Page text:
A Technology-overusing School? Research on the use of ICT in teaching and organization at a vocational school in the Czech Republic

24.8.2010 - Zprávy

Brief summary of the paper

(Authors: Michal Šimáně, Jiří Zounek)

The paper presents outcomes of a research focused on the use of ICT in teaching and organization of work at a vocational secondary school and college (ISCED 3 and 4). The research was conducted at a joint business academy and vocational college in the second largest city of the Czech Republic. The institution provides training in the following fields: IT Economics, Foreign Trade, and Foreign Trade And Financial Management (ISCED 3), and in the fields Foreign Trade, and Economics And Law (ISCED 4). Thus, the students are being trained for performance of trading, business and administrative skills in companies of different legal forms and in other organizations (ISCED 3). The qualification can also lead to jobs in middle and higher management and in corresponding positions (ISCED 4). In the course of the training, students are encouraged to use information and communication technologies also outside the specialized subjects. The aim is to broaden computing skills and to improve the abilities to search, classify and process information from different sources. The students should be fully prepared to gain an internationally recognized ECDL certificate in computer literacy after three years of training, and the school enables their students to gain the certificate at a discount. The principal of the school, an IT graduate, exerts chief influence in this respect and leads the school towards use of ICT. Hence the school provides up-to-date equipment and teachers are required to pass courses focused on the work with ICT. The school has its own intranet network that its teachers are obliged to use not only as a means of communication but also for a whole range of administrative tasks. Therefore the learning environment of the school is presumed to incorporate different ICT. At this stage of our research, we are interested in the view of the teachers, whom we see as key participants in the process of development of such environment. Therefore we have posed ourselves the following central research question: In what ways do the teachers use ICT in their everyday work? We have been particularly focused on these questions: Which ICT do the teachers use while working (including e.g. social networks)? In what ways do hey use them? How do they perceive the potentials and, on the other hand, the limits of the ICT used? How do the teachers perceive differences between the ICT-supported teaching at the secondary school and the vocational college (i.e. also in the combined form of study)? How do they see the future of the school in this respect?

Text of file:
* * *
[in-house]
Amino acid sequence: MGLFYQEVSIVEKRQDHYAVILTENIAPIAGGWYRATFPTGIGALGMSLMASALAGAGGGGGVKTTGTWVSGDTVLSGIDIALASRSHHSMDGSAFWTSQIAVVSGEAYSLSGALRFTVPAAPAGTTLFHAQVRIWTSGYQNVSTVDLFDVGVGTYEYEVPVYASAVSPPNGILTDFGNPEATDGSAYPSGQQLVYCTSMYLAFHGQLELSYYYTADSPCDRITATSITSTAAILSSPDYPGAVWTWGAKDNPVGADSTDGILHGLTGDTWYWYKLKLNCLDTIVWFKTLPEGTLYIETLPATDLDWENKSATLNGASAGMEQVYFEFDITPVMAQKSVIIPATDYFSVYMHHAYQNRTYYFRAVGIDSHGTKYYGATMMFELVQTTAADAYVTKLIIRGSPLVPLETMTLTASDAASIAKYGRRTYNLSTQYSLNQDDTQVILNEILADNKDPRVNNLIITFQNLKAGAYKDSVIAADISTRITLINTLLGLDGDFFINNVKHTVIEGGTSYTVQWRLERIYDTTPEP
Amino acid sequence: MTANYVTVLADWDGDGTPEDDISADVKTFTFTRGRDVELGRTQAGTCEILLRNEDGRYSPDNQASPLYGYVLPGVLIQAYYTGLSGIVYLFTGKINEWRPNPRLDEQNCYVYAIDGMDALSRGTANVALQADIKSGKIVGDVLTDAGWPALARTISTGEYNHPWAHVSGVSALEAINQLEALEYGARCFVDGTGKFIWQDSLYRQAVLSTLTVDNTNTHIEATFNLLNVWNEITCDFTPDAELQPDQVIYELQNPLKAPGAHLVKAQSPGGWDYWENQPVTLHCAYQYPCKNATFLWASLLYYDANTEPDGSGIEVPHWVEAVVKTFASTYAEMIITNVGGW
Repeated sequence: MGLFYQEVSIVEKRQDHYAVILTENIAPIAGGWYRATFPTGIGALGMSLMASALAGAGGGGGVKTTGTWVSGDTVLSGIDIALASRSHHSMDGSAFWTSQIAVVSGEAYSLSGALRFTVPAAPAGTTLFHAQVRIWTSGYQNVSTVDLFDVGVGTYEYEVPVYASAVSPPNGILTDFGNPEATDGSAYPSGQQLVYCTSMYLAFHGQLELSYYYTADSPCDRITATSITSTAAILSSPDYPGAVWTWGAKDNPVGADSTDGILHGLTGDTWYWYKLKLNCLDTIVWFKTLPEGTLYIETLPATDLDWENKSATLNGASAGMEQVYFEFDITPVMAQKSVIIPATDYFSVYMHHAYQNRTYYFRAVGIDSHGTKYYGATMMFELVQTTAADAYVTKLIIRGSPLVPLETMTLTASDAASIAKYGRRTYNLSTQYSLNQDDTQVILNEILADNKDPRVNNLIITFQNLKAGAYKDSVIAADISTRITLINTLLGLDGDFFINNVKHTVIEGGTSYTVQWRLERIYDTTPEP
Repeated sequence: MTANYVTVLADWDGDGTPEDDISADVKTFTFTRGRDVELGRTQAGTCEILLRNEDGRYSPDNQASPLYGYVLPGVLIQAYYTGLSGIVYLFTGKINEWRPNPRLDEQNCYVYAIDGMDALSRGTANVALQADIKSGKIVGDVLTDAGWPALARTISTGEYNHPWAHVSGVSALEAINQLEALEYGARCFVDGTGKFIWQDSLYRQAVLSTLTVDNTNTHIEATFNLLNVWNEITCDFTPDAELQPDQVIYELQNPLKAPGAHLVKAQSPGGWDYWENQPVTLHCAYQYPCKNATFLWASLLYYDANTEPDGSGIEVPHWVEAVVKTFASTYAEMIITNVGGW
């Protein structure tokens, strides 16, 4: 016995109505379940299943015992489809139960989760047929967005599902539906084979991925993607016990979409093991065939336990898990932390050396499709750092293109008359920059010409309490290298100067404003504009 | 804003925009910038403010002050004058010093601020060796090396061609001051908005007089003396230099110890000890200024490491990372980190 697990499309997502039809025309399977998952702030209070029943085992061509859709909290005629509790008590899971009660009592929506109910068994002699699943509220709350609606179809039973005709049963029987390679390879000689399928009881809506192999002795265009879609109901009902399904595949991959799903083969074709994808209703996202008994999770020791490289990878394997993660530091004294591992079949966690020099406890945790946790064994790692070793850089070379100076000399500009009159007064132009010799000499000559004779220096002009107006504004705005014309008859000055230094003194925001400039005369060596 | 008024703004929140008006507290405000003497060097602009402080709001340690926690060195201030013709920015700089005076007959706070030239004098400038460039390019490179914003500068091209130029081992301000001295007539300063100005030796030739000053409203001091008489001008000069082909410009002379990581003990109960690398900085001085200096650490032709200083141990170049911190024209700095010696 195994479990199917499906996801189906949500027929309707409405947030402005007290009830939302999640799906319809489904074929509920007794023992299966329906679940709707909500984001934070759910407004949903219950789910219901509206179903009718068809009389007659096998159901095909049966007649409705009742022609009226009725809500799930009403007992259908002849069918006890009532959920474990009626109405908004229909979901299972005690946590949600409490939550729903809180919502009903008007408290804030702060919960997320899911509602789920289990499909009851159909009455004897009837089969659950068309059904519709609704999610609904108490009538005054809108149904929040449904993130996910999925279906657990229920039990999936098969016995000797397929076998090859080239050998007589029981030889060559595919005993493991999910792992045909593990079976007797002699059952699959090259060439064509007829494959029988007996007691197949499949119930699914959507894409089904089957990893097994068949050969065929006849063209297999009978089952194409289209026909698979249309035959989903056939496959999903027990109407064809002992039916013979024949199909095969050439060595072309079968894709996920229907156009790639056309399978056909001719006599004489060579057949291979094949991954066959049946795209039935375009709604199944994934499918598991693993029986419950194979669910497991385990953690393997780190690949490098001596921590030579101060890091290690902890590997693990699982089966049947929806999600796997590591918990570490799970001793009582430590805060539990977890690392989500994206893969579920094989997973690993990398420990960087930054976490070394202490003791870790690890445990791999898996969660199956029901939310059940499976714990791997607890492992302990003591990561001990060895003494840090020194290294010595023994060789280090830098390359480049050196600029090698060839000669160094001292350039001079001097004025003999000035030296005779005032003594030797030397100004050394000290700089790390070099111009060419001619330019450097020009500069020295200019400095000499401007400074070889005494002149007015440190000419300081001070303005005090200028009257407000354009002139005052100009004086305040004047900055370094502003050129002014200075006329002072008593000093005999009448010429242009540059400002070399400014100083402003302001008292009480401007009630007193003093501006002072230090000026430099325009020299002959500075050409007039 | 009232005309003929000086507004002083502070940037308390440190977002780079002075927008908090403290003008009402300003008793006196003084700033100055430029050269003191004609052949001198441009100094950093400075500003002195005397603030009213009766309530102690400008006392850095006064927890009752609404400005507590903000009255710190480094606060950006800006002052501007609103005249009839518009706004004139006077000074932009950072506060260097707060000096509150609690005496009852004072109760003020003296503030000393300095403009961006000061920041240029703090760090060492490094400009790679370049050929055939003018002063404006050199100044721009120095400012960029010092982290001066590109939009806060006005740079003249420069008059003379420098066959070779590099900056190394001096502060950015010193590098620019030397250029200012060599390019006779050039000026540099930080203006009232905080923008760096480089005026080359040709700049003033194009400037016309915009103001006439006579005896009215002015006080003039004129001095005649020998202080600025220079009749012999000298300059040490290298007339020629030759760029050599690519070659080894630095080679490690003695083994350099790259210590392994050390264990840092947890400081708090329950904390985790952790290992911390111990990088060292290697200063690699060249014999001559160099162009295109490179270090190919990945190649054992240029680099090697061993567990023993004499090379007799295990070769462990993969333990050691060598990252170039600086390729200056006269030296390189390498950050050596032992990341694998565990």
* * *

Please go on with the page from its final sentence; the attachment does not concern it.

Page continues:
The authors have used a qualitative methodology in their research, specifically a case study. The central methods of data collection included a series of half-structured in-depth interviews conducted with eight teachers. Among the respondents were science and vocational courses teachers as well as social studies teachers. The research interview was also conducted with the school’s board. Another important method of data collection was an analysis of all accessible school’s official documents (particularly the inspection report, the school’s achievements evaluation and the school’s long-term development plan). The case study included a whole range of observations of the teaching process as well as of the school environment and different out-of-class activities (styles of communication among teachers, school equipment, extracurricular activities etc.).
The authors are going to present some of the component outcomes of the research in their contribution, the use of ICT by teachers in the teaching process being one of them. The key topic of the research seems to be the e-learning system Moodle. The research indicates that the system has been reduced to “learning materials stock”. The interesting point is that the system is being replaced by other means of communication, e.g. simple email, shared school disk drives or social networks. Social networks in particular seem to bring teachers closer to students, making both the ICT and the teachers look more “human”.
Another topic is the role of ICT in the school’s work organization. The school uses commercial organization software along with a non-commercial system (Drupal) and other systems developed by the school itself. This diversity is perceived by a part of the respondents, even by some of the board members, in quite a negative way. The other part of the respondents sees this way of school organization as a very positive timesaving feature.
At the end of our contribution we are going to point out teachers’ perspectives on the future use of ICT at the school.